According to Dr. Hussein Rashid a religious literacy expert and cultural competency consultant who teaches at the New School in New York, if you don’t appreciate the religious and spiritual dimension of music you miss the depth of the genre.
Smithsonian Events – Smithsonian Jazz Masterworks Orchestra presents “Islam and Modern Jazz” – December 8, 2019, 7:30 – 9:30pm EST
The undeniable link between Islam and jazz music led one critic to proclaim that the faith was the “unofficial religion of bebop.” Alongside early converts such as William Evans (Yusef Lateef), Frederick Russell Jones (Ahmad Jamal), Leo Morris (Idris Muhammad), and Art Blakey (Abdullah Ibn Buhaina), many jazz musicians discovered a spiritual foundation that inspired strength and dignity through Islam. From Eastern modes to Western melodies, the impact of Islam on the soul of American jazz ranks second only to that of Southern black churches. In the big band format, the Smithsonian Jazz Masterworks Orchestra will present a program of jazz created, performed, and inspired by practitioners of Islam.
Join us for a pre-concert talk by Hussein Rashid, PhD, lecturer at The New School, and founder of islamicate, a consultancy focusing on religious literacy and cultural competency. This concert is part of the Sounds of Faith series, examining the religious roots of American musical traditions.
Sounds of Faith programming is made possible by the generous support of Lilly Endowment Inc.
Hussein Rashid, independent scholar of religion, also tweeted that he’d seen nothing in his conference registration documents to suggest QR codes were a possibility. The society was therefore retroactively changing its terms of attendance, he said, raising the possibility that someone could refuse to be scanned, be denied entry and later challenge the academy legally.
This distinct collection brings together scholars from a range of disciplines including literature, cultural studies, religious studies, pedagogy, and communications to engage with a single character, exploring Khan’s significance for a broad readership.
Building a positive sense of identity is critical to children’s healthy development and, ultimately, to their futures. Seeing characteristics like their race, gender, and religion in a positive light gives kids a pathway to success in school and in life—and research shows that valuing their own identities helps children grow into more confident and accepting adolescents and adults.
NYCC ‘19: Wilson, Shammas, Alfageeh & Henderson on Orientalism in comics & the White, Western gaze – The Beat
Rashid began proceedings by citing theorist Edward Said and describing Orientalism as “a Western style for dominating, restructuring, and having authority over the Orient.” The othering that Orientalism does to Asian and Arab cultures, he continued, is “a tool of colonization, a means of convincing people that some people are less worthy of their humanity.” The panellists nodded along, taking this definition as their starting point for discussion.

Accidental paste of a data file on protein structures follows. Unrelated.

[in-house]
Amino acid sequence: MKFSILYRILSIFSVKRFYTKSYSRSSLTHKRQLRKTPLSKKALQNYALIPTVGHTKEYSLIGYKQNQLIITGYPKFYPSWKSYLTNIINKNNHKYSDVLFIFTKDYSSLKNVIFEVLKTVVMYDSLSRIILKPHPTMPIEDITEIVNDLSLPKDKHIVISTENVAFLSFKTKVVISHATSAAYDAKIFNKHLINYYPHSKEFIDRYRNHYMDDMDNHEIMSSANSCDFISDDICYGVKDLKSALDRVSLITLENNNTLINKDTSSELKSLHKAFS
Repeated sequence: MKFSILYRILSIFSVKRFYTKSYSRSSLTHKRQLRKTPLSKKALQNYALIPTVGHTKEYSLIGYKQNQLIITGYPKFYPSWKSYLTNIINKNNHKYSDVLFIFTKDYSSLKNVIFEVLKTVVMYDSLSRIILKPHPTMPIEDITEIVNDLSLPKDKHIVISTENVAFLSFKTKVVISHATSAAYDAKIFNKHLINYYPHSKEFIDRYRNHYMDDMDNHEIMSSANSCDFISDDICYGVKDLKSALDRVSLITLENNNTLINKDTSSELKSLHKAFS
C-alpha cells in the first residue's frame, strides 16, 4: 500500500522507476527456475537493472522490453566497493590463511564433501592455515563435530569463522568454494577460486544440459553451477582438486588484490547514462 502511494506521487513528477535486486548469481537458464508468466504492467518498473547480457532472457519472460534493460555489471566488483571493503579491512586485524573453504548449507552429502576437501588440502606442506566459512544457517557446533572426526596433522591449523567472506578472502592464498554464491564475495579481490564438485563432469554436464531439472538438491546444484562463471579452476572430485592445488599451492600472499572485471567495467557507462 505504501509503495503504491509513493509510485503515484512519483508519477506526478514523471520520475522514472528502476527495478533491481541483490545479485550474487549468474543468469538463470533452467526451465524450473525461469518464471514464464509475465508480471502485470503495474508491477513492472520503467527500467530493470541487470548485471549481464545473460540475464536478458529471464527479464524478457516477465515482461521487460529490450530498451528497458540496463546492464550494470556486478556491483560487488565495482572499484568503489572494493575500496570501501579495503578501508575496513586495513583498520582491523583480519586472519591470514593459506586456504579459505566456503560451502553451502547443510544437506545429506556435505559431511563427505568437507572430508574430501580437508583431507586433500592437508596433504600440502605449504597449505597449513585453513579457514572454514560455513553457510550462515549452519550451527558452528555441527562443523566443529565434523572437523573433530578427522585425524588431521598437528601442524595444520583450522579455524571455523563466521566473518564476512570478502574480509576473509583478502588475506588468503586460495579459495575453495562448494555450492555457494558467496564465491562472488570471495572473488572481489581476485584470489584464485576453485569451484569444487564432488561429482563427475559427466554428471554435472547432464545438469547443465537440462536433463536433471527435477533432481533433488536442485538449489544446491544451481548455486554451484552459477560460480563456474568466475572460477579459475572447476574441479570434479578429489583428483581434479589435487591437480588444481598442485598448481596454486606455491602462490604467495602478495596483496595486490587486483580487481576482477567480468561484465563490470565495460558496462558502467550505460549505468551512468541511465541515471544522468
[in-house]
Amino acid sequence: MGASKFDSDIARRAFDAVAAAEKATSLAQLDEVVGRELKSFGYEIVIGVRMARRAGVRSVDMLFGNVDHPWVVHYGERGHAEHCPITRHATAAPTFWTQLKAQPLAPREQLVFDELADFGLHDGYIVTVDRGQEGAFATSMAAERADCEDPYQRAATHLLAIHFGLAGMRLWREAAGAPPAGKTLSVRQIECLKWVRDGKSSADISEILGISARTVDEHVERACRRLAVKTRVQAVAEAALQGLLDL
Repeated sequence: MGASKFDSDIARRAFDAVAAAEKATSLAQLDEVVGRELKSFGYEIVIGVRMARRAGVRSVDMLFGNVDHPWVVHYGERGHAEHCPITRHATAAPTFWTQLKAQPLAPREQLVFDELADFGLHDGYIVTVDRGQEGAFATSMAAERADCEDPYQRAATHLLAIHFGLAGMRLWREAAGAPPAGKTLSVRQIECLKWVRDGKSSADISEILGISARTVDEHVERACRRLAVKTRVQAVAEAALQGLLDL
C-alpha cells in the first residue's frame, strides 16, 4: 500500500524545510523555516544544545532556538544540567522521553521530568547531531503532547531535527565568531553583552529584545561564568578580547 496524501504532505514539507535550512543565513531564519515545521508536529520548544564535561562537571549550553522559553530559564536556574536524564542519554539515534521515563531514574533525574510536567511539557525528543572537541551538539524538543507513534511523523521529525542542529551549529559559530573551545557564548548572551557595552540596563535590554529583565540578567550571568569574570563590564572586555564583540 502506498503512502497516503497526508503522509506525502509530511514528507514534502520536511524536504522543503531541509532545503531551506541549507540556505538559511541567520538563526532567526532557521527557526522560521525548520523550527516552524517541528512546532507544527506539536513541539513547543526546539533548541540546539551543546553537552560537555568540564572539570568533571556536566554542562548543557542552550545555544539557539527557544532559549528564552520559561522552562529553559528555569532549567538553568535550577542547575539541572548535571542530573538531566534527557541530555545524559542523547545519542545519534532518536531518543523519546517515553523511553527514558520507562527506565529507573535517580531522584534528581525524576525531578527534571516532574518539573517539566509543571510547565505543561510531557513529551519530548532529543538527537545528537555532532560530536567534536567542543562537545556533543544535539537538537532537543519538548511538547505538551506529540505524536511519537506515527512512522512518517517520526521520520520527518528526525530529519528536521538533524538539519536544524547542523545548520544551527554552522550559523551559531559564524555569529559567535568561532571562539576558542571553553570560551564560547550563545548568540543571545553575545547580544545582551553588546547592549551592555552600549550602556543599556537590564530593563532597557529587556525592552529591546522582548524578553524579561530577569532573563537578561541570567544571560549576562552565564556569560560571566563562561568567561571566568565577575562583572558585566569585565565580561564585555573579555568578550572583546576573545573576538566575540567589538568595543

In turn, each panelist presented some examples of where we see Orientalism in comics. Rashid mentioned the all-encompassing and highly problematic “Siancong” war recently seen in the pages of History of the Marvel Universe, C.B. Cebulski’s ‘Akira Yoshida’ yellowface act, and the 2011 graphic novel Habibi.
Narrative Change Through Satirical Storytelling (podcast #17): Zeyba Rahman, senior program officer for The Doris Duke Foundation for Islamic Art's Building Bridges Program; Josh Seftel, filmmaker and creator of “The Secret Life of Muslims” series; Hussein Rashid, adjunct faculty member in the Department of Religion at Barnard College who focuses his research on Muslim and American pop culture; and Negin Farsad, Iranian-American writer and comedian who you can find on Netflix, HBO, and other media platforms, are interviewed by Nadia Elokdah, deputy director and director of programs of GIA. They discuss their recent film, The History of Muslims in the US, and share how they have used creative methods for shifting narratives and culture as a strategy towards equity.
Hussein Rashid, professor at Columbia University and himself once the coordinator for CPOI, said he arranged this tour for Jamati members in order to “seize opportunities to expand our knowledge,” following Mawlana Hazar Imam’s general guidance. “As an Ismaili Muslim, I believe it’s important that we learn about and engage with our history in ways that do not isolate us but recognize our role in the world. As a result, I look for opportunities that allow [me] to experience my history and faith and try to share [this] with members of the Jamat.”
CYRIC’s founder, A. David Lewis, is himself a comics and graphic novel author. He started the organisation as a way to help Syrian refugee children by preserving their cultural heritage. “Specifically, it focuses on traditional Syrian stories,” CYRIC board member Hussein Rashid explained. “It helps the children, and hopefully will aid in making sure some part of Syrian story culture persists.”